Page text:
Posts Tagged ‘Lin Oliver’

Author:  Henry Winkler and Lin Oliver
Publisher: Scholastic Paperbacks (July 1, 2012)
Source: Copy for Review
Audience:  Ages 8 and up

Description from the publisher:
It’s time for Moorepark Middle School’s annual Speak Out Challenge, and Billy Broccoli thinks he’s got it made. With his best friend Hoover Porterhouse—the ghost with the most—by his side, Billy’s got the competition in the bag. Who wouldn’t vote for a demonstration on mind reading?

But when Billy lands a spot on the sixth grade team, he starts spending more time with his new teammates than he does with Hoover. And the Hoove plays second fiddle to no one! If Billy’s not careful, his secret weapon might just vanish into thin air, leaving Billy to pick up the pieces of a demonstration day disaster!

Book Thoughts:

The writing team of Henry Winkler and Lin Oliver (Hank Zipzer Books) have teamed up again to create a great new series. What do you get when you pair a super cool confident ghost with a socially awkward boy? You get an unlikely friendship and the premise for Ghost Buddy. This series is filled with fun dialogue, interesting situations and valuable lessons that are inserted so masterfully that they don’t hit you over the head but slip in and sit beside you as you are reading.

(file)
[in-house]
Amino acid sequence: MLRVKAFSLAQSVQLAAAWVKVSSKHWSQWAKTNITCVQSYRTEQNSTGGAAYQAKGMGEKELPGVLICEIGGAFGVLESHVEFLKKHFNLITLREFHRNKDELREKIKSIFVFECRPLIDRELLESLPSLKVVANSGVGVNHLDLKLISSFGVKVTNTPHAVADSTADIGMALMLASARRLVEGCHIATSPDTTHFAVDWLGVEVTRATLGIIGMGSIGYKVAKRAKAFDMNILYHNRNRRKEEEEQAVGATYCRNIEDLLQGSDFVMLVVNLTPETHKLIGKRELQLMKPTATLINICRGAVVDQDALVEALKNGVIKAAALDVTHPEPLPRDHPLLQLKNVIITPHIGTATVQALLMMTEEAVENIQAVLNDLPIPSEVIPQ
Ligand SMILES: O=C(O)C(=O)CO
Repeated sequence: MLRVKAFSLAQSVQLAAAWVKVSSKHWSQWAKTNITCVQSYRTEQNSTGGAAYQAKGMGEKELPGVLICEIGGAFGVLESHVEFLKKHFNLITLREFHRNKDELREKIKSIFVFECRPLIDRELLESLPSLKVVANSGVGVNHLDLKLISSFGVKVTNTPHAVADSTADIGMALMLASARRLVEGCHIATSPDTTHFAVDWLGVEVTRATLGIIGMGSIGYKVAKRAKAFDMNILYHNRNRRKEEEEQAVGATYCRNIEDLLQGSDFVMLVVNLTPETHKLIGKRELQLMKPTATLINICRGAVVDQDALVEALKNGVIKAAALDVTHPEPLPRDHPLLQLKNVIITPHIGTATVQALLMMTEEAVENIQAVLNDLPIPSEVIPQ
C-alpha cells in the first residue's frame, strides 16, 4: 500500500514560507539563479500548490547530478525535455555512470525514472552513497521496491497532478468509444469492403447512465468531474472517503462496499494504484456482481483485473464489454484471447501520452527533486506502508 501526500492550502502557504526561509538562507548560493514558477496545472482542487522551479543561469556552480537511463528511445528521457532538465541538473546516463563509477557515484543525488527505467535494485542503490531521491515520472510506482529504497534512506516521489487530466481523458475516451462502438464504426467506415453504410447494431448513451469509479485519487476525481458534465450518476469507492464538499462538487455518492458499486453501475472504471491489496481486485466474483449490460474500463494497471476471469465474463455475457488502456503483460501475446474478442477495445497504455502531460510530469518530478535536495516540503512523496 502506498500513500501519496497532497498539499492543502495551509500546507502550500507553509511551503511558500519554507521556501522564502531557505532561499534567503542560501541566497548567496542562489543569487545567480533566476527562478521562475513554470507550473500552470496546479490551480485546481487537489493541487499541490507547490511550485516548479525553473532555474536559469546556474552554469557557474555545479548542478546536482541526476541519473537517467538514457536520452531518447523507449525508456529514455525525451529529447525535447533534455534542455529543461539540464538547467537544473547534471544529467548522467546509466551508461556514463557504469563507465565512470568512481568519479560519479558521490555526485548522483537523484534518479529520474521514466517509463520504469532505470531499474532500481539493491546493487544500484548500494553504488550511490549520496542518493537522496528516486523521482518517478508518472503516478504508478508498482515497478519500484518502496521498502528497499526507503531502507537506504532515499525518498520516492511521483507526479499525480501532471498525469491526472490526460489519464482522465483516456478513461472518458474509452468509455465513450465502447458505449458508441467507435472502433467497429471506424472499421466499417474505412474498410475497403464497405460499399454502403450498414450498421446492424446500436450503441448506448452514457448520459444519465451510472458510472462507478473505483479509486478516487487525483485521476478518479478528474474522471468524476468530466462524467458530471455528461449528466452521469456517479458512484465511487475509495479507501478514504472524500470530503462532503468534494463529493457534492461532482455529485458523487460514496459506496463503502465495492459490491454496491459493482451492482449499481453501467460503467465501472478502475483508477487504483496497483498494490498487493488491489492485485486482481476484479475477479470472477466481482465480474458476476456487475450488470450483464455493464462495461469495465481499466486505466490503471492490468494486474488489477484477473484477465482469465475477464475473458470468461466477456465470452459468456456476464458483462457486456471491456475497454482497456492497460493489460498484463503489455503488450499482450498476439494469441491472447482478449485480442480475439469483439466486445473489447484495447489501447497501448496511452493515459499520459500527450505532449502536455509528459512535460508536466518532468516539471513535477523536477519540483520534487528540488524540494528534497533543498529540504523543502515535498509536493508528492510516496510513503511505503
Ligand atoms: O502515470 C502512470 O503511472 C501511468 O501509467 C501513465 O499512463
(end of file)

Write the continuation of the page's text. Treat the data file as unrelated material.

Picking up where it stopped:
This book would be a great addition to a classroom or school library. This story would also be a great read-aloud in a classroom setting. Classroom topics that could be discussed from reading this book include:  the importance on not giving up, the value of friendships, blended families, bullies, peer pressure, honesty and facing up to situations even when they are difficult. There is even a little mention of the importance of dental floss!

Ghost Buddy 2 is a  thoroughly enjoyable read with fun and inviting characters any child would enjoy.

Happy Reading,
Suzanne Santillan
Writing on the Sidewalk

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Yikes! The book festival is only three days away.

I mentioned in a previous post that I am on the planning committee for the Children’s Book Festival in La Mesa here in San Diego. Time is closing in on us and the festival is only three days away.

Are we ready?

Only time will tell. We’ve ordered stages, arranged for tables chairs, a DocuCam for the illustrators, and yes… PortaPotties. We’ve contacted vendors, authors and illustrators for booths, delivered hundreds of thousands of bookmarks, and made countless telephone calls. Time is closing in on us and the festival is only three days away.

What’s left to do? 

There are a million and two last minute details that need to be completed before Sunday. Double check the space for the green room, print programs, pick up the t-shirts, contact the authors with last minute schedule changes and plan the author meet and greet dinner. Time is closing in on us and the festival is only three days away.

What’s happening at the event?